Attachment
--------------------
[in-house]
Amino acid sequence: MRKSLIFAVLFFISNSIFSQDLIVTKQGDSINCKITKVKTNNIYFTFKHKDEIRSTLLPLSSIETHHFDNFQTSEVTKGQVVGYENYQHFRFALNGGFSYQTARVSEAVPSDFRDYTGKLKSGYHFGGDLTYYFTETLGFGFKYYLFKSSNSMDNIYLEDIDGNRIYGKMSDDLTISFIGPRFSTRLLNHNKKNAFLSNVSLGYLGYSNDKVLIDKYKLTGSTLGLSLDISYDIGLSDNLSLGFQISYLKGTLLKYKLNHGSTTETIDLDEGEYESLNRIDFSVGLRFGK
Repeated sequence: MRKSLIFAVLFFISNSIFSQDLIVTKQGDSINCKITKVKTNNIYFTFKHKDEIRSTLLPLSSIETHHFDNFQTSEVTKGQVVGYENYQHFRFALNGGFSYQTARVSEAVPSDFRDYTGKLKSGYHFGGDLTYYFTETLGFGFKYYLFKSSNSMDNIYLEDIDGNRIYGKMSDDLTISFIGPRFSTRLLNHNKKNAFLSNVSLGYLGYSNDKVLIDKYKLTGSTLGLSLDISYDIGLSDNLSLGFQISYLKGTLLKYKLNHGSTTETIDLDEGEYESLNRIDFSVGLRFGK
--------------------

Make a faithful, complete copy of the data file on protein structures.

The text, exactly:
[in-house]
Amino acid sequence: MRKSLIFAVLFFISNSIFSQDLIVTKQGDSINCKITKVKTNNIYFTFKHKDEIRSTLLPLSSIETHHFDNFQTSEVTKGQVVGYENYQHFRFALNGGFSYQTARVSEAVPSDFRDYTGKLKSGYHFGGDLTYYFTETLGFGFKYYLFKSSNSMDNIYLEDIDGNRIYGKMSDDLTISFIGPRFSTRLLNHNKKNAFLSNVSLGYLGYSNDKVLIDKYKLTGSTLGLSLDISYDIGLSDNLSLGFQISYLKGTLLKYKLNHGSTTETIDLDEGEYESLNRIDFSVGLRFGK
Repeated sequence: MRKSLIFAVLFFISNSIFSQDLIVTKQGDSINCKITKVKTNNIYFTFKHKDEIRSTLLPLSSIETHHFDNFQTSEVTKGQVVGYENYQHFRFALNGGFSYQTARVSEAVPSDFRDYTGKLKSGYHFGGDLTYYFTETLGFGFKYYLFKSSNSMDNIYLEDIDGNRIYGKMSDDLTISFIGPRFSTRLLNHNKKNAFLSNVSLGYLGYSNDKVLIDKYKLTGSTLGLSLDISYDIGLSDNLSLGFQISYLKGTLLKYKLNHGSTTETIDLDEGEYESLNRIDFSVGLRFGK